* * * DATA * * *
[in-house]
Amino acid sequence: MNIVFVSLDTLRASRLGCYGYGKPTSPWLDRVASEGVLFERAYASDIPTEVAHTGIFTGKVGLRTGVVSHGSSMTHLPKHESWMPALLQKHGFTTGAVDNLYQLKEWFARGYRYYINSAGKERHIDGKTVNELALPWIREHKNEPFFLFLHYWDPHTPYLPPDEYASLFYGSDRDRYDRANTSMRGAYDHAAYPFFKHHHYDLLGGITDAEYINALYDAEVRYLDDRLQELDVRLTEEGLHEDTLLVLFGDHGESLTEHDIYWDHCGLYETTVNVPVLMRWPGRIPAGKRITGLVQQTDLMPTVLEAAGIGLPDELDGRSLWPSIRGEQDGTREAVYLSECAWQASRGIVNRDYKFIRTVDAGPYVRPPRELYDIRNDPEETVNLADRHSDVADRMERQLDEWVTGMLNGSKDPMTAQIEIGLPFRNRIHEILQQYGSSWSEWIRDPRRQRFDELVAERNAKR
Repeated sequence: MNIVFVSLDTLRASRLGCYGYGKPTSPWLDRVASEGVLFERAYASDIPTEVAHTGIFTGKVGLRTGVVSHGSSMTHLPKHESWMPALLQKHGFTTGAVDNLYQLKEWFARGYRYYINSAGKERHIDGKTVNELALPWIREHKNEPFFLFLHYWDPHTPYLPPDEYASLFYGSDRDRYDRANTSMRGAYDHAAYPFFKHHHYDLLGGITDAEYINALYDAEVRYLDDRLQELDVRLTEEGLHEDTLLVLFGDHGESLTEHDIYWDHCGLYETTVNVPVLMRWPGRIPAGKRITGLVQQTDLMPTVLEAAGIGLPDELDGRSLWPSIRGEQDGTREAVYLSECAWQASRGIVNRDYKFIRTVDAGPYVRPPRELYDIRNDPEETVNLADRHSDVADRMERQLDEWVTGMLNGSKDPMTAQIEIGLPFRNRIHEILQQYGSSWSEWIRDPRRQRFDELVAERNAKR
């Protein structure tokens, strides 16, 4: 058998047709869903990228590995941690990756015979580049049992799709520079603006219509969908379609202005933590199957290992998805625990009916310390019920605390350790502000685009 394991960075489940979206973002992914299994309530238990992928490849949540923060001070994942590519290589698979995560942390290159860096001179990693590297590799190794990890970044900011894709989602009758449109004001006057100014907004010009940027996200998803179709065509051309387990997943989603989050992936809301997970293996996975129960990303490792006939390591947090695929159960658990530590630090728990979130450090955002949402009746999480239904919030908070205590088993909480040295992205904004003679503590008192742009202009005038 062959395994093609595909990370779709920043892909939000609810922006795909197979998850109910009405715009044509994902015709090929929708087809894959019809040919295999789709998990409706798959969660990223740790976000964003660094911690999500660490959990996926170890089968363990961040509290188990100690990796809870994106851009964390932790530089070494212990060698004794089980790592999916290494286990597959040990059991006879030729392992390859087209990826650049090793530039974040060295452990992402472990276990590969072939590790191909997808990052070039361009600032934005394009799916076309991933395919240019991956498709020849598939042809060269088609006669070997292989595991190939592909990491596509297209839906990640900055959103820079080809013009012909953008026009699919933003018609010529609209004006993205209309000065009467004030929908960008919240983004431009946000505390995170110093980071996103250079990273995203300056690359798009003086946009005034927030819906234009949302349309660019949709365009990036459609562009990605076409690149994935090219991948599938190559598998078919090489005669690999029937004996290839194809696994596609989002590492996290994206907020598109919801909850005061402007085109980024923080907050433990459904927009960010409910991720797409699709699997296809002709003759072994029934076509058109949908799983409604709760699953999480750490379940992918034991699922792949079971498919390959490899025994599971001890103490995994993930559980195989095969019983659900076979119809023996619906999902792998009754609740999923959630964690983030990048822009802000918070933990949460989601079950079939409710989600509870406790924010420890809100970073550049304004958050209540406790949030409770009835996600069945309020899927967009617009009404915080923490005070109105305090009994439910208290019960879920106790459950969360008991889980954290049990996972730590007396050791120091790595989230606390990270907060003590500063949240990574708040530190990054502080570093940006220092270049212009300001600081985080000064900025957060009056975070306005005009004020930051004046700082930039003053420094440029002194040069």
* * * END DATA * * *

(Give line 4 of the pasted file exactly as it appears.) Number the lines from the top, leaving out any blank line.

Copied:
């Protein structure tokens, strides 16, 4: 058998047709869903990228590995941690990756015979580049049992799709520079603006219509969908379609202005933590199957290992998805625990009916310390019920605390350790502000685009 394991960075489940979206973002992914299994309530238990992928490849949540923060001070994942590519290589698979995560942390290159860096001179990693590297590799190794990890970044900011894709989602009758449109004001006057100014907004010009940027996200998803179709065509051309387990997943989603989050992936809301997970293996996975129960990303490792006939390591947090695929159960658990530590630090728990979130450090955002949402009746999480239904919030908070205590088993909480040295992205904004003679503590008192742009202009005038 062959395994093609595909990370779709920043892909939000609810922006795909197979998850109910009405715009044509994902015709090929929708087809894959019809040919295999789709998990409706798959969660990223740790976000964003660094911690999500660490959990996926170890089968363990961040509290188990100690990796809870994106851009964390932790530089070494212990060698004794089980790592999916290494286990597959040990059991006879030729392992390859087209990826650049090793530039974040060295452990992402472990276990590969072939590790191909997808990052070039361009600032934005394009799916076309991933395919240019991956498709020849598939042809060269088609006669070997292989595991190939592909990491596509297209839906990640900055959103820079080809013009012909953008026009699919933003018609010529609209004006993205209309000065009467004030929908960008919240983004431009946000505390995170110093980071996103250079990273995203300056690359798009003086946009005034927030819906234009949302349309660019949709365009990036459609562009990605076409690149994935090219991948599938190559598998078919090489005669690999029937004996290839194809696994596609989002590492996290994206907020598109919801909850005061402007085109980024923080907050433990459904927009960010409910991720797409699709699997296809002709003759072994029934076509058109949908799983409604709760699953999480750490379940992918034991699922792949079971498919390959490899025994599971001890103490995994993930559980195989095969019983659900076979119809023996619906999902792998009754609740999923959630964690983030990048822009802000918070933990949460989601079950079939409710989600509870406790924010420890809100970073550049304004958050209540406790949030409770009835996600069945309020899927967009617009009404915080923490005070109105305090009994439910208290019960879920106790459950969360008991889980954290049990996972730590007396050791120091790595989230606390990270907060003590500063949240990574708040530190990054502080570093940006220092270049212009300001600081985080000064900025957060009056975070306005005009004020930051004046700082930039003053420094440029002194040069």